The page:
3. Try exercising in the morning

In our blog discussing the relationship between sleep and exercise, we point out that exercise helps to regulate your circadian rhythm and decrease feelings of daytime sleepiness. If you are having issues adjusting to daylight savings time, try working out in the morning. Morning workouts can help wake you up and beat that post-time change fatigue. On that same note, you should avoid vigorous workouts late in the evening as they can raise body temperature and interfere with your ability to fall asleep.

4. Adjust your dinner time

On top of tweaking your bedtime and exercise times, an interesting tip for adjusting to daylight savings time is to move up your dinner time. Eating earlier in the night — at least 3-4 hours before going to bed — gives your body enough time to digest your meal so that you don’t get to bed feeling too full. Ingesting a heavy meal or indulging in spicy food too close to bedtime can cause sleep disruptions that make adjusting to daylight savings time all the more difficult.

5. Create a relaxing bedtime routine

If you’re waking up exhausted after daylight savings time, you need to prioritize going to bed at a reasonable hour. A great way to get into this habit is to create a cozy and de-stressing bedtime routine. 

Whether it’s taking a warm bath, reading a book, meditating, or doing some nice stretches, creating a relaxing bedtime routine is the best way to tell your body that it is time to unwind. Those who establish a nightly routine that prioritizes relaxation and calmness are more likely to fall asleep faster and stay asleep longer. Your bedtime rituals or procedures can include whatever works best for you, just try to avoid technology or other stimulants that may keep you alert.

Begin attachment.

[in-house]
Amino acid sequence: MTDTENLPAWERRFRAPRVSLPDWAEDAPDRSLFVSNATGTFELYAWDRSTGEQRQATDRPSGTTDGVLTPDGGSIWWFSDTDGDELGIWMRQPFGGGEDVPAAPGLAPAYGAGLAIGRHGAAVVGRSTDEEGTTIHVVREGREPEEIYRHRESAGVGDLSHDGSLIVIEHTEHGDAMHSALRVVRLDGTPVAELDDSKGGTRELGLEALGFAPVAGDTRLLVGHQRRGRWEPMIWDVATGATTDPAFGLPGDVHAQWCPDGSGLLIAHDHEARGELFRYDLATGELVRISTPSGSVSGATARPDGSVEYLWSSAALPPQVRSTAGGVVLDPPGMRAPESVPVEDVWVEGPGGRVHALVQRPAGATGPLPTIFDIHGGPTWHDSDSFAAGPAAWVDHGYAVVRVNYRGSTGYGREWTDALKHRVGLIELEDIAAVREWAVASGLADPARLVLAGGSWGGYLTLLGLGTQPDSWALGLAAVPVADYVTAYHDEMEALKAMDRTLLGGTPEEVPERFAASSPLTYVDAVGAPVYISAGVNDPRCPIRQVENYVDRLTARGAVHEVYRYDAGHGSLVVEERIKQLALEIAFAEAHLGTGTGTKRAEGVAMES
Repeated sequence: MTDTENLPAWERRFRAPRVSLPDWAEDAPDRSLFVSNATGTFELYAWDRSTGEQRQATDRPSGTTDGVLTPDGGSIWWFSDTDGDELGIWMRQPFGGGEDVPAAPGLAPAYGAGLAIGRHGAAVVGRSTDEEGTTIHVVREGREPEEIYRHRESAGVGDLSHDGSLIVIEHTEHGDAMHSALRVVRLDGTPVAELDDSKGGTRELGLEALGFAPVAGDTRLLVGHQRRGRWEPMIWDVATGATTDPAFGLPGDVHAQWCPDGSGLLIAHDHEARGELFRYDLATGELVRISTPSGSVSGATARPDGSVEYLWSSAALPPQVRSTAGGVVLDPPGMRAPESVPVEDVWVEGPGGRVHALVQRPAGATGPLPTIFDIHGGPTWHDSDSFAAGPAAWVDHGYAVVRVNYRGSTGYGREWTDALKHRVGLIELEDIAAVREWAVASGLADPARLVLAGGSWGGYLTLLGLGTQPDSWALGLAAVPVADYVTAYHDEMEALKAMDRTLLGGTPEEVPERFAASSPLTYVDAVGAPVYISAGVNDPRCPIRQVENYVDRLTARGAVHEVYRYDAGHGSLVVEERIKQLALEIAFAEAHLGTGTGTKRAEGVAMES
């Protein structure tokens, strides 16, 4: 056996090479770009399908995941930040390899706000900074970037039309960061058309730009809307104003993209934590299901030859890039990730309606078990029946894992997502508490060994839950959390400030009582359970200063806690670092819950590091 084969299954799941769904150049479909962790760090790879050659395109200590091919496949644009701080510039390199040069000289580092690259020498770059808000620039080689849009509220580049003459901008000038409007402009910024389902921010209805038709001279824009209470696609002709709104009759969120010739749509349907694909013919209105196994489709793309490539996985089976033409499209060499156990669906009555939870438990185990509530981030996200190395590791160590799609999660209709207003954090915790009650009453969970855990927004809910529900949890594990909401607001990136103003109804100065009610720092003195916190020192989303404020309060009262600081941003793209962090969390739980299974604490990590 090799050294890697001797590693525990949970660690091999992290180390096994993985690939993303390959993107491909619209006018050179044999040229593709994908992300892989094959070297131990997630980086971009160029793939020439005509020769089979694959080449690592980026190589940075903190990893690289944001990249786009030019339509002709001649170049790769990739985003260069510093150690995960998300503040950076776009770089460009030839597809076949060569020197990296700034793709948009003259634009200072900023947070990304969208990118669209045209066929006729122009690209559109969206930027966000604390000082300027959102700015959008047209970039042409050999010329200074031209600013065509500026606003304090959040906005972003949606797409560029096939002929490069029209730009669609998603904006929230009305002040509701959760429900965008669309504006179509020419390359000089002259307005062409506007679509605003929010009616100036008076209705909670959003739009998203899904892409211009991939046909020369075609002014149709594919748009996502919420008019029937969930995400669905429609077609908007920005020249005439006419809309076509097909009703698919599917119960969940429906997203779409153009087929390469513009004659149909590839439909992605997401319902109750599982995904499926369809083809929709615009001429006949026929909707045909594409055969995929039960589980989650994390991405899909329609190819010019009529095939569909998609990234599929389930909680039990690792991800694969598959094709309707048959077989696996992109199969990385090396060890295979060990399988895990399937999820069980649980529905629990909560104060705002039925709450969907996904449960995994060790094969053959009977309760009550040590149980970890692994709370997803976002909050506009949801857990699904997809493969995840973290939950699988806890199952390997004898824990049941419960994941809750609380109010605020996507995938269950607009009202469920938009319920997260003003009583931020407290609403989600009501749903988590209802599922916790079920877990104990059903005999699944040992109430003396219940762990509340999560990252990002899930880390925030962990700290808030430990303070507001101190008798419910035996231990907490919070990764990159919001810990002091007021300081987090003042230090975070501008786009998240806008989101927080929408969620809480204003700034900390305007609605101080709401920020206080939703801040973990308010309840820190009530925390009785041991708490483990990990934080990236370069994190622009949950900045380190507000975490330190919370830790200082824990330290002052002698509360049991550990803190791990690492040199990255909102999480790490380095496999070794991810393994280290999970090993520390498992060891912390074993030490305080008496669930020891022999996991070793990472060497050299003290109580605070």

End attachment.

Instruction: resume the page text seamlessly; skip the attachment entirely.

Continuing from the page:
6. Limit stimulants before bed

Some pleasures in life can, unfortunately, really mess with our sleep patterns, especially during daylight savings time — namely coffee before bed and technology use. Stimulants such as caffeine and blue light exposure can delay your body’s production of melatonin, a hormone that regulates sleep. Without the regular production of melatonin, you will have trouble falling and staying asleep, leading to fatigue and even sleep deprivation.

You should avoid any caffeinated beverages, including coffee, for at least six hours before bedtime and avoid any electronics (smartphones, tablets, and computers) for at least two hours before bedtime to ensure a good night’s sleep. Instead, make yourself a cup of hot, caffeine-free, calming tea and grab a good book to get your fix of comfort and entertainment without disrupting your sleep cycle. 

Get Better Sleep with Texas Mattress Makers

Although it didn’t make the list of tips, adjusting to daylight savings time is much easier when you’re sleeping on the right mattress. Aside from the obvious time change, many sleepers still struggle with tossing and turning, snoring, insomnia, or other sleep disturbances that result in low-quality sleep. However, with the right mattress, you can fall asleep faster and stay asleep longer with fewer interruptions to get the restorative rest that your body needs. 

If you’re still struggling with daytime sleepiness and overall fatigue from daylight savings time, you’re not alone — but it is possible that your current mattress could be to blame. If you’re not waking up feeling refreshed every morning, your sleep quality is probably low. 

If you’re tired of feeling tired, it’s time for a change. Upgrade your mattress to a high-quality bed from Texas Mattress Makers. Visit any of our mattress stores in Katy, Downtown Houston, The Woodlands, Rosenberg, Humble, or Baybrook, TX, or shop online to get the best mattress for the best price. 

More Helpful Articles by Texas Mattress Makers: